Now I get to wait for my new passport to arrive in the mail with strangely-pristine pages–along with the expired passport that I may not be able to consign permanently to a drawer. The Chinese visa in it runs through 2026, so if any future travel will have me going to the People’s Republic, that document will once again come along for the ride.

Home for the holidays–except it’s my own home

We spent Christmas in an unprecedented place: our house. Like many of you (I hope all of you), we scratched our travel plans on account of the pandemic that as of today has killed more than one in every thousand Americans. The end of December has involved travel by plane, train or automobile for me ever year since high school, but that streak finally ended.

Homemade wreath on a front door

I have to admit that it felt oddly calming to wrap up my shopping on the evening of Dec. 23, the latest day I’ve headed out of town, and realize I could take my time browsing at the Downtown Holiday Market instead of worrying about having to pack once I got home. Between this immense simplification of holiday logistics and the absence of the usual barrage of CES PR pitches, it’s been a less stressful season.

Celebrating Christmas at home also allowed our cat to be part of the festivities. It turns out that Abel likes playing with wrapping paper and ribbons, so this worked out well for him and for us.

Plus, we had a few snow flurries, so the day met the technical definition of a white Christmas.

The downside is that it’s now been more than 13 months since I’ve seen my mom and my brother, and it’s been almost as long since my wife saw her parents and her sister. FaceTime and phone calls have been poor substitutes for hugs.

I would very much like to think that by the end of March, enough people will have been vaccinated to have the pandemic rapidly receding and family travel plausible again. But I’ve been wrong so many times in my pandemic forecasts here before that I’m nervous even writing that hope now.

Thanksgiving almost entirely from scratch, and on short notice

More than three decades after I moved out, I finally cooked Thanksgiving without parental help. This was not my original plan for the holiday, but the pandemic led us to scrap that a week before the holiday–giving me just enough time to shop and plan a downsized meal.

The turkey was the first item to cross off the to-do list. I thought about buying just a turkey breast, but when I realized that Virginia’s EcoFriendly Foods had half turkeys for sale, I picked up one at the Arlington farmers market on Saturday. FYI, it is significantly easier to carry less than 7 pounds of half a bird–yes, I lived up to local stereotype by buying a left-wing turkey–than 14 pounds of a complete one.

I also came home from the market with a few pounds of potatoes, leaving surprisingly little shopping for other ingredients over the next few days: sweet potatoes, fennel, and stuffing mix.

Thanksgiving itself started a little before 9 a.m. with mixing dough for two baguettes. Julia Child’s recipe from The Way To Cook spans five pages and requires three rises; it’s far more effort than the no-knead bread I’ve done in previous years, but a complete baguette freezes better than half a loaf.

As the dough rose, I made the crust and filling for pumpkin pie from my usual recipe; getting dessert finished before 1:30 p.m. was a good morale booster. The baguettes went into the oven next (accompanied by a head of garlic), while on the stove top I boiled the potatoes.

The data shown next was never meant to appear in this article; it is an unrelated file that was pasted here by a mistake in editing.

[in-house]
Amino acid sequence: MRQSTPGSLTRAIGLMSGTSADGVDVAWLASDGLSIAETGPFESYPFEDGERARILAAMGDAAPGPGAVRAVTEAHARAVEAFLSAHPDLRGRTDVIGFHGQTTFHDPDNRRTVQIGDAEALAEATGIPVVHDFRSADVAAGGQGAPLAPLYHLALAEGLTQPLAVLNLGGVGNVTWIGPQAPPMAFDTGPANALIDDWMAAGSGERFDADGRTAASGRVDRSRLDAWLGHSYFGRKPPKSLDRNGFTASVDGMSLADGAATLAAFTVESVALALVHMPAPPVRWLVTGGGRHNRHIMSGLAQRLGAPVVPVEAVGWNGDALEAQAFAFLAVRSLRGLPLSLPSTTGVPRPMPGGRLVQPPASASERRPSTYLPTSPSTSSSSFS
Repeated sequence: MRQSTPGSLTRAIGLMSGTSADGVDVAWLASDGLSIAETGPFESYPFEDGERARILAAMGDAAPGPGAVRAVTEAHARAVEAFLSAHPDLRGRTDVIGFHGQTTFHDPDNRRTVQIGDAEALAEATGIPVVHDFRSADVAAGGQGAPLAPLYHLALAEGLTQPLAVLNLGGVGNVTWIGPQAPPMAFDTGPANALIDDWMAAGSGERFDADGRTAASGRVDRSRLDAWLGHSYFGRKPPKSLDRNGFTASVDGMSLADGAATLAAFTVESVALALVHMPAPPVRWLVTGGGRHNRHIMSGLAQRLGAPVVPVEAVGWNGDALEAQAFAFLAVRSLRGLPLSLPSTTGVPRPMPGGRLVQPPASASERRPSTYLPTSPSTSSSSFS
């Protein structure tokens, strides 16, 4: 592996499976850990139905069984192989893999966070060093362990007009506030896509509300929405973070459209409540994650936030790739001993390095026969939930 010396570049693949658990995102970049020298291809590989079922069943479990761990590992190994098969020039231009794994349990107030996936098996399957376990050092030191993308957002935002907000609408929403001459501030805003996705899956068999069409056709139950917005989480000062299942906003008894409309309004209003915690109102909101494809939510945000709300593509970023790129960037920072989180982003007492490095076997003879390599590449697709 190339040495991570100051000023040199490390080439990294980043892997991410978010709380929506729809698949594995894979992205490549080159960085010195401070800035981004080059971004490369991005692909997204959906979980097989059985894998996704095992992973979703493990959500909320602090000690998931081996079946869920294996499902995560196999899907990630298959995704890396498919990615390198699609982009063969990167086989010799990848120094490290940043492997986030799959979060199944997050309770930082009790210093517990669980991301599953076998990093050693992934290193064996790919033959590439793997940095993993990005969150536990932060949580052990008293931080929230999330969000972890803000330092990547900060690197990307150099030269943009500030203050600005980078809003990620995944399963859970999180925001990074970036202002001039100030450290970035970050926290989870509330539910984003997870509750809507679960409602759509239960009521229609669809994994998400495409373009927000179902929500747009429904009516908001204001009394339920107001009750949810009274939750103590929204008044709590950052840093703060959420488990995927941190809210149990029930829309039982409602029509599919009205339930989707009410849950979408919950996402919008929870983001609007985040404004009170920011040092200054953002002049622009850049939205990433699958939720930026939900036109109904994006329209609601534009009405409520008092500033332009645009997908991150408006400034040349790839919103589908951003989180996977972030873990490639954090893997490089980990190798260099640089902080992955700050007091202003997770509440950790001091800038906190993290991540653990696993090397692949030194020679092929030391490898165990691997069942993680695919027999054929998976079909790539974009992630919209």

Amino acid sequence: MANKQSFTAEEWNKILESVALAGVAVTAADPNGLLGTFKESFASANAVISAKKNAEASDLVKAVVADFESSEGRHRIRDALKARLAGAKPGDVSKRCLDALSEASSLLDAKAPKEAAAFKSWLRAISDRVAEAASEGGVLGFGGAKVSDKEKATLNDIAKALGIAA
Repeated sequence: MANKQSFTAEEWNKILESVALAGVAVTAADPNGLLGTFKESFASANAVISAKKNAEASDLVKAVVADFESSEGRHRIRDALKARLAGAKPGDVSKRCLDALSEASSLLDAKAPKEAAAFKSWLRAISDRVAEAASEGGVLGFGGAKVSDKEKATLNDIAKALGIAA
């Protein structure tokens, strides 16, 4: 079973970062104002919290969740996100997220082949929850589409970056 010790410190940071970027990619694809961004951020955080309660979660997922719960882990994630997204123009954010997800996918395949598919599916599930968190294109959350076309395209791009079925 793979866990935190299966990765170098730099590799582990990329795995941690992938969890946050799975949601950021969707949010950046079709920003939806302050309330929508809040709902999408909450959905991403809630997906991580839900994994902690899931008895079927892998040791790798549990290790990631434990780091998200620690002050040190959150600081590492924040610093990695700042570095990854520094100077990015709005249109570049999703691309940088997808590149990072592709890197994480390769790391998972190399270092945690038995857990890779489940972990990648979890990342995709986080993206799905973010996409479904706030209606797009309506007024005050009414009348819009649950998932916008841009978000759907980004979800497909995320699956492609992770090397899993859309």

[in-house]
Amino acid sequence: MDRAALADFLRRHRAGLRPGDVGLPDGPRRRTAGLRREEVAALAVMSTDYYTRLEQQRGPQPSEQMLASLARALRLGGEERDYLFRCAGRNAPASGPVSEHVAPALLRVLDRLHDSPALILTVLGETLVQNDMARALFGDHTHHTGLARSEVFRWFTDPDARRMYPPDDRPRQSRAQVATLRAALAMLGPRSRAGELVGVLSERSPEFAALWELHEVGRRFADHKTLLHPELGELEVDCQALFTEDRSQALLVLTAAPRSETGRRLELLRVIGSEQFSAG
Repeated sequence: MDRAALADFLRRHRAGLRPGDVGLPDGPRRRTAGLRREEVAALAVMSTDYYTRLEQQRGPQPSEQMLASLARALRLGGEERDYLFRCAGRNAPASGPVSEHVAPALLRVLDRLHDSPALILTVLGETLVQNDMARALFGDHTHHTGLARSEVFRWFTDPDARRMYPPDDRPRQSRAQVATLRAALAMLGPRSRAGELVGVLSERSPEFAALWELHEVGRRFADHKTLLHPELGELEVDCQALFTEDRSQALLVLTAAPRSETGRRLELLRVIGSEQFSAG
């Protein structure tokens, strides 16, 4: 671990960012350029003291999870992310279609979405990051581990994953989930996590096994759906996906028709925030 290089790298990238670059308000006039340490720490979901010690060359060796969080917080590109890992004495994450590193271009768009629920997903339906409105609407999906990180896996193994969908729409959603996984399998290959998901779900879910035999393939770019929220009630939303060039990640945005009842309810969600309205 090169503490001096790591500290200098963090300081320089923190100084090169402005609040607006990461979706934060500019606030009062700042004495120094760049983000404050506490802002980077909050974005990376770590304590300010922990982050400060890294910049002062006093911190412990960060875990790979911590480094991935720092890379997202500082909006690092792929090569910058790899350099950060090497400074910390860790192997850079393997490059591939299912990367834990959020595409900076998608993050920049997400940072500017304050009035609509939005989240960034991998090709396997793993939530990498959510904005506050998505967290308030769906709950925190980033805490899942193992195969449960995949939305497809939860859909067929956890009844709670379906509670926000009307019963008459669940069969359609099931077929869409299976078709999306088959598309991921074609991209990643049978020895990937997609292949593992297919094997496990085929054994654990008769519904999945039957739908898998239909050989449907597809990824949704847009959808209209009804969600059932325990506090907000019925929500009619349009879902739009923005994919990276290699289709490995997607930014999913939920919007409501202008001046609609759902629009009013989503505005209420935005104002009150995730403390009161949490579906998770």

But what about the turkey, the entree that my brother’s wife had handled when we had family Thanksgiving here last year? I had been tempted to follow Kamala Harris’s advice about wet brining but didn’t get around to that Wednesday, so I limited myself to rubbing butter on the bird and then seasoning it with salt, pepper, herbes de Provence and some diced rosemary from the garden.

I mostly followed the roasting directions in my go-to cookbook, Mark Bittman’s How To Cool Everything, except that I cooked it at 450 degrees instead of 500 for the first 20 or so minutes before backing down to 350 degrees. I stuck the temperature probe for a ThermoWorks Dot into what seemed the thickest part of the bird and set the alarm on that remote thermometer to 165 degrees.

Meanwhile, my daughter helped mash the potatoes as I threw too much butter and some of the roast garlic into that pot while my wife handled the stuffing and crafted some tangy cranberry sauce from scratch, using a recipe she’d looked up that afternoon.

After about two hours in the over–another advantage to getting half a bird–the turkey was done and looked and tasted amazing. Folks, this doesn’t have to be hard; like many other areas of cooking, throwing butter at the problem works. Speaking of which, I whipped up some gravy from the drippings in the pan. I will admit that the results were lumpy, not that anybody cared.

The only real misfire in this entire cooking production was the roast vegetables–putting that dish of sweet potatoes, carrots and fennel on the top rack in the oven meant that I didn’t see it when I took out the turkey and so left them a bit overdone. But roast veggies are pretty fault tolerant, and everybody ate enough of everything that we had to walk around the neighborhood to check out the earliest Christmas decorations before indulging in dessert.

Thanksgiving was not the same with relatives only visible on an iPad’s screen, but at least we did dinner right. And now we’re going to see how long Thanksgiving leftovers last with only three people around to eat them.

An unlikely return to the skies

Weeks spent wondering when I might next get on a plane turned into months–and then that wait ended a little after 7 a.m. Friday, when I boarded a flight from National Airport to Newark.